Elimination of the Statutory HIV Ban is a Huge Step in a Longer Journey

by Victoria Neilson
Legal Director
Immigration Equality

Under the current policies of the Department of Health and Human Services, foreign nationals with HIV will continue to be excluded from the United States.

by Victoria Neilson

Legal Director, Immigration Equality

On July 30, 2008, President Bush signed a historic piece of legislation, the President’s Emergency Plan for AIDS Relief, which will provide billions of dollars in AIDS treatment and prevention money around the world. The legislation also lifts the statutory ban on immigration for HIV-positive travelers and applicants for permanent residence. 

 Since 1993, HIV has been the only medical condition singled out in the Immigration and Nationality Act as a ground of “inadmissibility.” Whereas the Department of Health and Human Services (HHS) is authorized to make the determination of what illnesses constitute a “communicable disease of public health significance” for every other disease, in 1993, amidst a climate of HIV hysteria and overt homophobia, Congress stripped this authority from HHS and codified the HIV ban. 
The removal of the HIV ban from the immigration statute last week is a huge step forward in the fight against discrimination and stigma for non-citizens living with HIV. However, HIV currently remains on the HHS list of “communicable diseases of public health significance.” Thus, in the short term, foreign nationals with HIV will continue to be excluded from the United States.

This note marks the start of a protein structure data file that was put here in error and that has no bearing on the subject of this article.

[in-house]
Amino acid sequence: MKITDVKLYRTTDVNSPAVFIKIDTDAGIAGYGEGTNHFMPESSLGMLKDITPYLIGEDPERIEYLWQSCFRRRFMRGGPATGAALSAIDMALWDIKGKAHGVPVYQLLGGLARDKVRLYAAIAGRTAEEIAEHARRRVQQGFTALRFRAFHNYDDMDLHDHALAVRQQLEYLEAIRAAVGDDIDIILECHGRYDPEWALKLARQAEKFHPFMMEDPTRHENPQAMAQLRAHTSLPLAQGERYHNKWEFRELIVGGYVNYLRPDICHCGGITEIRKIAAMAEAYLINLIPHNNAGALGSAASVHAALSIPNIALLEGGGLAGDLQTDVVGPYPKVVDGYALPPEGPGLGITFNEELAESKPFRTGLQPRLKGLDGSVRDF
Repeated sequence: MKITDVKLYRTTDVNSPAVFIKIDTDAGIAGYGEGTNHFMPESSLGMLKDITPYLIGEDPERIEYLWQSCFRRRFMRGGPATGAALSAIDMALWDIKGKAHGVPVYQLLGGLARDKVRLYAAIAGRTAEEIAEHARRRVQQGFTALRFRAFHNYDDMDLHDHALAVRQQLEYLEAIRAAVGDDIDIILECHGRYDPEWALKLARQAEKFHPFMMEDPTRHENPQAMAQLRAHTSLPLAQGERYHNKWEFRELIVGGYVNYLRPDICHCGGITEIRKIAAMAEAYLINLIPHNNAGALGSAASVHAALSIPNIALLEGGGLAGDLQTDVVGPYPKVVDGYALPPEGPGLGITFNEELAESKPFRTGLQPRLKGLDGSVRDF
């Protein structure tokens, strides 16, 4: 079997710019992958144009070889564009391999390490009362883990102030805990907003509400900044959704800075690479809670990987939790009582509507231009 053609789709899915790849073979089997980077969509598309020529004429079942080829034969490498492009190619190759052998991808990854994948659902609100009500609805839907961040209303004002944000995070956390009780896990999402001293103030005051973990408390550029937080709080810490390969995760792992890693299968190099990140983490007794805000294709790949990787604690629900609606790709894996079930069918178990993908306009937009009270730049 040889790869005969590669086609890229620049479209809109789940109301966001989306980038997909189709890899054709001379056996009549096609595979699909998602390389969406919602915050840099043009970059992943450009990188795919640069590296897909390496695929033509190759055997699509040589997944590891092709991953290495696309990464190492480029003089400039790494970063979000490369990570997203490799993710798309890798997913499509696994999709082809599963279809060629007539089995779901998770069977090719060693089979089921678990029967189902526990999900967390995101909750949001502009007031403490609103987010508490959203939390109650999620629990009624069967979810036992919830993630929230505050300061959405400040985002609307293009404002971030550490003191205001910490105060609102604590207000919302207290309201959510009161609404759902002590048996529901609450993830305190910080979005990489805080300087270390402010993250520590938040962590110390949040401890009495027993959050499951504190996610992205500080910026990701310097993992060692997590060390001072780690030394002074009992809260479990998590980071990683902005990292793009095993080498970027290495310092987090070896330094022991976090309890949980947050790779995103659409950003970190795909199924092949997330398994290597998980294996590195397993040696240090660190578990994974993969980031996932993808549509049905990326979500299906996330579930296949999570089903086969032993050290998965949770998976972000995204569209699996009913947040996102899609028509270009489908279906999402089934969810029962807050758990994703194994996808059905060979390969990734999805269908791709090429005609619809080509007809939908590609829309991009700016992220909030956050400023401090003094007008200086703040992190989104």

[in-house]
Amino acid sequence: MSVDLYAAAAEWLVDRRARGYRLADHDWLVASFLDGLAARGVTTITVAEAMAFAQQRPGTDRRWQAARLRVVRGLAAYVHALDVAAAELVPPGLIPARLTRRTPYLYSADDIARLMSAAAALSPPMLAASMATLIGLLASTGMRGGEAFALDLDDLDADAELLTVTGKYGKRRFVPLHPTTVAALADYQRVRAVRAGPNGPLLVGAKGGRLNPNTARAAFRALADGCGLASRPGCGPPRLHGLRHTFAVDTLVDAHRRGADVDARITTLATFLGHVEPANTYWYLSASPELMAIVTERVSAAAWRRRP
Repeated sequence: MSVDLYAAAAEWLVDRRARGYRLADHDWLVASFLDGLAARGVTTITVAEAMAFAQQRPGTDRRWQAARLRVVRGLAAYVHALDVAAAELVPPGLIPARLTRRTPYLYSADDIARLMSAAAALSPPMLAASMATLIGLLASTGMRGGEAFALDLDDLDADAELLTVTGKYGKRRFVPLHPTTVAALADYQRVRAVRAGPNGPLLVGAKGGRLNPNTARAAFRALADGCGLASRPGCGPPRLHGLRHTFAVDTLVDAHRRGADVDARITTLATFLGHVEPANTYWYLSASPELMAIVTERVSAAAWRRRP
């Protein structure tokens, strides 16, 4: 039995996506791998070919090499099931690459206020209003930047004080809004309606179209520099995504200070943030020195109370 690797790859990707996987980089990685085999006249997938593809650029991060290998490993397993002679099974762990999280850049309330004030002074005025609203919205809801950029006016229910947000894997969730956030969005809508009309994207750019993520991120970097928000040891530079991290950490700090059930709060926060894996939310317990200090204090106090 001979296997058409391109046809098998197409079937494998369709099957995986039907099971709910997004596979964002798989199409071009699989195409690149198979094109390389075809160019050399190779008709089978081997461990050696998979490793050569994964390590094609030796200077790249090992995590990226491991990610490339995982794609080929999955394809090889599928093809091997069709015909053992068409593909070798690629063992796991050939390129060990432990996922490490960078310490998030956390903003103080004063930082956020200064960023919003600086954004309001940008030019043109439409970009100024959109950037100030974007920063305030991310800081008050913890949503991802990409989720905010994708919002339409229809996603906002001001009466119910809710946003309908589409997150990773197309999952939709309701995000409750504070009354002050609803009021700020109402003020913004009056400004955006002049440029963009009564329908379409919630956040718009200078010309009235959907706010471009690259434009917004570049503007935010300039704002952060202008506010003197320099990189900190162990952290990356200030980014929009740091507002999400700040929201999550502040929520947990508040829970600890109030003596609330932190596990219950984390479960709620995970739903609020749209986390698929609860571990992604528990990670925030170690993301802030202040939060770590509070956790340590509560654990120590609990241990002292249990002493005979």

Immigration Equality is now working with a broad-based coalition to advocate with HHS to remove HIV from its list. In fact, HHS already proposed removing HIV, and all other illnesses except active tuberculosis, in 1991 and 1993, but Congress’s action foreclosed HHS’s ability to make a change. 
We are hopeful that HHS will act swiftly to end this sad chapter of discrimination against foreign nationals living with HIV. Meanwhile, individuals affected directly by the HIV ban should consult with qualified immigration attorneys about the effect of this recent change on their legal situation.
For more information, visit www.immigrationequality.org.